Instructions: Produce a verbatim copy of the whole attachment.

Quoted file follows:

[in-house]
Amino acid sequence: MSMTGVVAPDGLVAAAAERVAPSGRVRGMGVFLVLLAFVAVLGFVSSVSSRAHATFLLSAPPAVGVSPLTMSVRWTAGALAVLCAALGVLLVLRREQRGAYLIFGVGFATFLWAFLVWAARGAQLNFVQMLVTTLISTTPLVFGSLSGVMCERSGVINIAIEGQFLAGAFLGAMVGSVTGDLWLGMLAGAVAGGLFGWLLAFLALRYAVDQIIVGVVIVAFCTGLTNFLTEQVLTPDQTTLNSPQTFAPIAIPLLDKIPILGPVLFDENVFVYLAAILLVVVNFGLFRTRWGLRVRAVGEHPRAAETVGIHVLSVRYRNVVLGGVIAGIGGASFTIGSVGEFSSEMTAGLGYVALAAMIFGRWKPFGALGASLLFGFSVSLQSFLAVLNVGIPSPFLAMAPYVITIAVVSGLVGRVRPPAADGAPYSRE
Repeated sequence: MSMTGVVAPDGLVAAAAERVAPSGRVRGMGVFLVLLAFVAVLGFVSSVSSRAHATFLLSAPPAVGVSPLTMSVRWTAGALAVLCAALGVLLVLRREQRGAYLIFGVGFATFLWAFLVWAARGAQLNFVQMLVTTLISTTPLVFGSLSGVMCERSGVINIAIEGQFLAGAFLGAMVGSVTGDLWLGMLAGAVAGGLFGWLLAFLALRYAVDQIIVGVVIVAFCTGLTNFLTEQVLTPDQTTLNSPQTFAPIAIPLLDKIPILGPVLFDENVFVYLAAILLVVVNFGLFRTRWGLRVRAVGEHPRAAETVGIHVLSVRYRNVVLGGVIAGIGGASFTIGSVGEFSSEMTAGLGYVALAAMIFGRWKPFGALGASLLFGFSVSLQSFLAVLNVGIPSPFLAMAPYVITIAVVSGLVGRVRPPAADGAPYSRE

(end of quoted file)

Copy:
[in-house]
Amino acid sequence: MSMTGVVAPDGLVAAAAERVAPSGRVRGMGVFLVLLAFVAVLGFVSSVSSRAHATFLLSAPPAVGVSPLTMSVRWTAGALAVLCAALGVLLVLRREQRGAYLIFGVGFATFLWAFLVWAARGAQLNFVQMLVTTLISTTPLVFGSLSGVMCERSGVINIAIEGQFLAGAFLGAMVGSVTGDLWLGMLAGAVAGGLFGWLLAFLALRYAVDQIIVGVVIVAFCTGLTNFLTEQVLTPDQTTLNSPQTFAPIAIPLLDKIPILGPVLFDENVFVYLAAILLVVVNFGLFRTRWGLRVRAVGEHPRAAETVGIHVLSVRYRNVVLGGVIAGIGGASFTIGSVGEFSSEMTAGLGYVALAAMIFGRWKPFGALGASLLFGFSVSLQSFLAVLNVGIPSPFLAMAPYVITIAVVSGLVGRVRPPAADGAPYSRE
Repeated sequence: MSMTGVVAPDGLVAAAAERVAPSGRVRGMGVFLVLLAFVAVLGFVSSVSSRAHATFLLSAPPAVGVSPLTMSVRWTAGALAVLCAALGVLLVLRREQRGAYLIFGVGFATFLWAFLVWAARGAQLNFVQMLVTTLISTTPLVFGSLSGVMCERSGVINIAIEGQFLAGAFLGAMVGSVTGDLWLGMLAGAVAGGLFGWLLAFLALRYAVDQIIVGVVIVAFCTGLTNFLTEQVLTPDQTTLNSPQTFAPIAIPLLDKIPILGPVLFDENVFVYLAAILLVVVNFGLFRTRWGLRVRAVGEHPRAAETVGIHVLSVRYRNVVLGGVIAGIGGASFTIGSVGEFSSEMTAGLGYVALAAMIFGRWKPFGALGASLLFGFSVSLQSFLAVLNVGIPSPFLAMAPYVITIAVVSGLVGRVRPPAADGAPYSRE